#22 Yeah, I heard of my friend chastised once by an Orthodox for attempting to figure it all out - pointing to Deut. 29:29 and the Church is a living organism not a math problem to be solved.
That little bit of reproof has help me greatly in letting God be God and accept “Holy Mysteries” of things I just don’t know (meanwhile I still love to read the Science section and NASA sites - not a turning off brain but child-like joy of discovery). So I’ve found freedom in adopting that bit from side from the Eastern side of the Church.
September 30, 1:25 am | [comment link]
24. StayinAnglican wrote:
I really liked what the good Rabbi said about how animals have something of God in them but that it is different from what we have been given.
I am not quoting him exactly but choose to bring out the general idea without clouding the issue with differing definitions of the word “soul” Of all the opinions offered in the article, I think his was the closest to the truth.
In my lowly and undogmatic opinion, animals have something eternal in them. While it may differ in kind from what we have been given, it is nonetheless just as eternal. Each animal seems to have been as lovingly created as any of us were. Are any alike? What about the pronounced personalities and unique quirks and preferences found in the higher animals? All animals could be seen as the unique thoughts of God. Since God is eternal, all those wonderful thoughts of his, like my beloved Laddy and Sunny, long passed from this life, will be present with us in Heaven just as God will be present with us in Heaven.
I think that God loves our animals as much as we do. He would no more be parted from them than he would be parted from us. Whatsmore, I believe that God wants to delight us in heaven as on earth and so I don’t find it hard to believe at all that he would mind sharing with us those little spirits that were once in our care. Even better, since God does nothing half-way, that sharing will be a full reunification with our pets.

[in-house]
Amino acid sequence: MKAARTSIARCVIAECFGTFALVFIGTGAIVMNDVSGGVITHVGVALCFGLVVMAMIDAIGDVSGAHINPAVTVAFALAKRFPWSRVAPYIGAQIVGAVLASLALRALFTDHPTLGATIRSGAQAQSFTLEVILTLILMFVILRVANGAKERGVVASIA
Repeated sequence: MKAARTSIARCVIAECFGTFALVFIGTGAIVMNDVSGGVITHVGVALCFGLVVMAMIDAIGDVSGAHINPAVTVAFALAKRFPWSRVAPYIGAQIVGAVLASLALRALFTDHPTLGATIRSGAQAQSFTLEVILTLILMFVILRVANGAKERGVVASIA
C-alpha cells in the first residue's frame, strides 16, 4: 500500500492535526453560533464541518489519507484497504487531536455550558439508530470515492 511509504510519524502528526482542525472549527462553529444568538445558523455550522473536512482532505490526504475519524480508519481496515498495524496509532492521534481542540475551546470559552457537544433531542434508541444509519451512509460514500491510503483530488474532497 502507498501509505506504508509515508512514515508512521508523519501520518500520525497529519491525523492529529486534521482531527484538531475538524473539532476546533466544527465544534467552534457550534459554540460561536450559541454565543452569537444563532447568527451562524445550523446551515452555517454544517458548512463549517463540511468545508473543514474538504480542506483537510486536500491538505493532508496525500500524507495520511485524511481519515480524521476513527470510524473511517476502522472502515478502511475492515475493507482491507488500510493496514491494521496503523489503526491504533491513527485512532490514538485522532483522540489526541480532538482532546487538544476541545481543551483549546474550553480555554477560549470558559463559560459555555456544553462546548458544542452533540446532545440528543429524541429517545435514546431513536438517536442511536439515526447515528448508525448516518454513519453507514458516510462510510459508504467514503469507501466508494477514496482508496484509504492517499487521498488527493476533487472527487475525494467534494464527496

Doesnt the Bible say that there will be a new Earth? That is all the biblical proof that I need that there will be animals in Eternity. Can anyone imagine a new Earth stocked with beautiful gardens but unadorned with animals who never could and never did sin? It is unimaginable that God would discard the idea of animals and if not animals in general, then why would he discard the ideas of individual animals?
September 30, 1:57 am | [comment link]
25. StayinAnglican wrote:
To all those who answered with variations of “only humans can relate to God and or have a covenant with him” I have only this to say. Think about it. If all of Creation is the result of God’s thoughts, ideas and will, then how could it fail to be able to relate to him? It can’t which is the point. The only thing preventing Creation from its original “relationship”, and here I use the word loosely so as not to confuse it with higher forms of relation, with God, is man’s broken relationship with Him, then once that relationship is fully restored, why wouldn’t Creation’s “relationship” with God also be restored? Why would ideas that God once lovingly willed into existence and considered good ever cease to be willed by him to exist in some form? Does God somehow forget his past creations?